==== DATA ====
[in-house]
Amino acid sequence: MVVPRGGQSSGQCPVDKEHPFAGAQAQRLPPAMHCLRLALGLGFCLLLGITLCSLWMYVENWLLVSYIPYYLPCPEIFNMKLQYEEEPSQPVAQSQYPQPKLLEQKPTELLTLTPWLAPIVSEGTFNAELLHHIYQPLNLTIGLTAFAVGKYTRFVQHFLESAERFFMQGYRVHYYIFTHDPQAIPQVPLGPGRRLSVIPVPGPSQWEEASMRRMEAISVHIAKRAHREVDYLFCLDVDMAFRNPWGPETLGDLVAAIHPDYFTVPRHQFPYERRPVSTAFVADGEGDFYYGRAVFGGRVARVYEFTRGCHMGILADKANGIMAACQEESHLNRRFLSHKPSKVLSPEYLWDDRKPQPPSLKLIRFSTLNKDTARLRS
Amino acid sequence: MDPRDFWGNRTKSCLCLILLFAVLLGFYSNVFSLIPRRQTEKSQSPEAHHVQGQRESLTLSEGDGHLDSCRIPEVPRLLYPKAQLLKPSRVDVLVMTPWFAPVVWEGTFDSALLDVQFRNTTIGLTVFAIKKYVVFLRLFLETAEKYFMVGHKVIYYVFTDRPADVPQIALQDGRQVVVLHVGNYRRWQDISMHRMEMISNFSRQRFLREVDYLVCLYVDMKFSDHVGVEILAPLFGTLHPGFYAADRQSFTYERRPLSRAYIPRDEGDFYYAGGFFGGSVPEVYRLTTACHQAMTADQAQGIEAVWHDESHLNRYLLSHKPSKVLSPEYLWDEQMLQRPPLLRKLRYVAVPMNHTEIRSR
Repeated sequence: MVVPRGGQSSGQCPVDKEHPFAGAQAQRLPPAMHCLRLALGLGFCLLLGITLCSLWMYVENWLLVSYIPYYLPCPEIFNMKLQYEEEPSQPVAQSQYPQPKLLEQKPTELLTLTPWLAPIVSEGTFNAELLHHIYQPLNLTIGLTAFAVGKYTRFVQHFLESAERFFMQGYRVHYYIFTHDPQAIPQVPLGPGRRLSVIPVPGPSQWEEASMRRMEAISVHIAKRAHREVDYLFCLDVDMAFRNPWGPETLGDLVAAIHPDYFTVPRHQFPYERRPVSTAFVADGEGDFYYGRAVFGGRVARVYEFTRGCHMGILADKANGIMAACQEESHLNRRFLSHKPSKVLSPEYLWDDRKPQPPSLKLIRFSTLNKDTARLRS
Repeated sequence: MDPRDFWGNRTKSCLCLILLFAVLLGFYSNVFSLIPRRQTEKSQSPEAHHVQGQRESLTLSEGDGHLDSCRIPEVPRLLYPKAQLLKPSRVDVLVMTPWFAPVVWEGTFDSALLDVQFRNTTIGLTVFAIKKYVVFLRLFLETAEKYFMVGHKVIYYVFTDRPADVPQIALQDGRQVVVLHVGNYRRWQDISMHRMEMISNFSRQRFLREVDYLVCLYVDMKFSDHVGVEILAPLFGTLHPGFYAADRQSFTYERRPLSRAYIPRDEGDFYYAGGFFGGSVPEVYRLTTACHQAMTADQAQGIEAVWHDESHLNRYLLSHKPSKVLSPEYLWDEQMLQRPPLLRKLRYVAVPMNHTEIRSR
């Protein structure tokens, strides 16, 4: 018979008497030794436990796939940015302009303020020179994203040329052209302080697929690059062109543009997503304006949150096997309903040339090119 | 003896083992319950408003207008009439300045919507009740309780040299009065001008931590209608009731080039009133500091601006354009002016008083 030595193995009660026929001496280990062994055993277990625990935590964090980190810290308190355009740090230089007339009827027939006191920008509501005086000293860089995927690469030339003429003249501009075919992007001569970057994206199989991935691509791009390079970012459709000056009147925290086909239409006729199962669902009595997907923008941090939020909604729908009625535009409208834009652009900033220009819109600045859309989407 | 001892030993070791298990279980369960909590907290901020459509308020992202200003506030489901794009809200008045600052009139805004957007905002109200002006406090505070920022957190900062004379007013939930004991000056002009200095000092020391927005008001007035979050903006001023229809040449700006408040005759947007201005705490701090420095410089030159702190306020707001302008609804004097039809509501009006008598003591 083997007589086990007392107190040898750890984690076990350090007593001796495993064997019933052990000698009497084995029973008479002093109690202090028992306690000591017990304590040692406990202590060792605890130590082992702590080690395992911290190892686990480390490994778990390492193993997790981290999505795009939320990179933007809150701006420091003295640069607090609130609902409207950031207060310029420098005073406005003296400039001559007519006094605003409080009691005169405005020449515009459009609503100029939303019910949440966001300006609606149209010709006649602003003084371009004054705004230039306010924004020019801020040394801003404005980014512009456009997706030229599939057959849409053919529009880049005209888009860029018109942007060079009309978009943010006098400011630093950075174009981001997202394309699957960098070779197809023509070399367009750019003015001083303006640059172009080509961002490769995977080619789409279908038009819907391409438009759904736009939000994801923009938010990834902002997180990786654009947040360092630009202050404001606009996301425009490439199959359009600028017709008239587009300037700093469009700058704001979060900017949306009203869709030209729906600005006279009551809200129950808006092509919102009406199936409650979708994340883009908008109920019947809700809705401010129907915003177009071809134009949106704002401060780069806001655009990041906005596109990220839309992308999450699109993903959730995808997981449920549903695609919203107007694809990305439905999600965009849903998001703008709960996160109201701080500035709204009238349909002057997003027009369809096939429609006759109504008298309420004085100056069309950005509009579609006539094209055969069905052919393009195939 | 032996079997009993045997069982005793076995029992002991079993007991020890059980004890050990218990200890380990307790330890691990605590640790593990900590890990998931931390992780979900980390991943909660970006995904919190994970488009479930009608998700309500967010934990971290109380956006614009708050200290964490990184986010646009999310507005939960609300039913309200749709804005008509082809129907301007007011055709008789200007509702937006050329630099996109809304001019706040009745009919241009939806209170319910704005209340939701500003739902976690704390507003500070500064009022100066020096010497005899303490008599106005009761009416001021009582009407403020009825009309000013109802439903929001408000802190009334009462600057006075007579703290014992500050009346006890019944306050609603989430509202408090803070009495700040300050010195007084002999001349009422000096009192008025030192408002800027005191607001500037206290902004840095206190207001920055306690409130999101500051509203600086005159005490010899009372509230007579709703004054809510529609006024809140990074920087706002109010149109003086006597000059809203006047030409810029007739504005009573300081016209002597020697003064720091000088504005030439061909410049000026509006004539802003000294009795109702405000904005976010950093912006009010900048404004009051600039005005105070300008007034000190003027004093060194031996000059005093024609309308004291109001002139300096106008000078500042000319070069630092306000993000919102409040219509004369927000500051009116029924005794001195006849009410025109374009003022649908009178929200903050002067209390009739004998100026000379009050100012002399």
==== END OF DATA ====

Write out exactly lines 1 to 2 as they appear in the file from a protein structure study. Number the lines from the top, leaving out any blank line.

[in-house]
Amino acid sequence: MVVPRGGQSSGQCPVDKEHPFAGAQAQRLPPAMHCLRLALGLGFCLLLGITLCSLWMYVENWLLVSYIPYYLPCPEIFNMKLQYEEEPSQPVAQSQYPQPKLLEQKPTELLTLTPWLAPIVSEGTFNAELLHHIYQPLNLTIGLTAFAVGKYTRFVQHFLESAERFFMQGYRVHYYIFTHDPQAIPQVPLGPGRRLSVIPVPGPSQWEEASMRRMEAISVHIAKRAHREVDYLFCLDVDMAFRNPWGPETLGDLVAAIHPDYFTVPRHQFPYERRPVSTAFVADGEGDFYYGRAVFGGRVARVYEFTRGCHMGILADKANGIMAACQEESHLNRRFLSHKPSKVLSPEYLWDDRKPQPPSLKLIRFSTLNKDTARLRS